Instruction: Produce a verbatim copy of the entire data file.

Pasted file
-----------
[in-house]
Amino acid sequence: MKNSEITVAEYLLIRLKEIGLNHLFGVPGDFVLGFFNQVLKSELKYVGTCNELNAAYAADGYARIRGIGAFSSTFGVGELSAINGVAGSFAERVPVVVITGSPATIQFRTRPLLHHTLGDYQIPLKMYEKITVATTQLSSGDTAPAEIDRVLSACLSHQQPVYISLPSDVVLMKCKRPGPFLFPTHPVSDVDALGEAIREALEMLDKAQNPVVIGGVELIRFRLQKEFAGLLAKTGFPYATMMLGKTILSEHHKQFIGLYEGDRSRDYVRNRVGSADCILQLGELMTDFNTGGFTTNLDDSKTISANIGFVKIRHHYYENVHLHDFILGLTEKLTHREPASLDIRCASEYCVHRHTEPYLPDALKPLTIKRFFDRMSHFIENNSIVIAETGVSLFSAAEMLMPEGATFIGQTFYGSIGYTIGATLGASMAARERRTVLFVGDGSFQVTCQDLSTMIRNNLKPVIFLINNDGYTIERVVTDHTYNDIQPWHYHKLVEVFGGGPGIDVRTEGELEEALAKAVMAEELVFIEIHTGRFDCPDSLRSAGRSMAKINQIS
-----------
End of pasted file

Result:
[in-house]
Amino acid sequence: MKNSEITVAEYLLIRLKEIGLNHLFGVPGDFVLGFFNQVLKSELKYVGTCNELNAAYAADGYARIRGIGAFSSTFGVGELSAINGVAGSFAERVPVVVITGSPATIQFRTRPLLHHTLGDYQIPLKMYEKITVATTQLSSGDTAPAEIDRVLSACLSHQQPVYISLPSDVVLMKCKRPGPFLFPTHPVSDVDALGEAIREALEMLDKAQNPVVIGGVELIRFRLQKEFAGLLAKTGFPYATMMLGKTILSEHHKQFIGLYEGDRSRDYVRNRVGSADCILQLGELMTDFNTGGFTTNLDDSKTISANIGFVKIRHHYYENVHLHDFILGLTEKLTHREPASLDIRCASEYCVHRHTEPYLPDALKPLTIKRFFDRMSHFIENNSIVIAETGVSLFSAAEMLMPEGATFIGQTFYGSIGYTIGATLGASMAARERRTVLFVGDGSFQVTCQDLSTMIRNNLKPVIFLINNDGYTIERVVTDHTYNDIQPWHYHKLVEVFGGGPGIDVRTEGELEEALAKAVMAEELVFIEIHTGRFDCPDSLRSAGRSMAKINQIS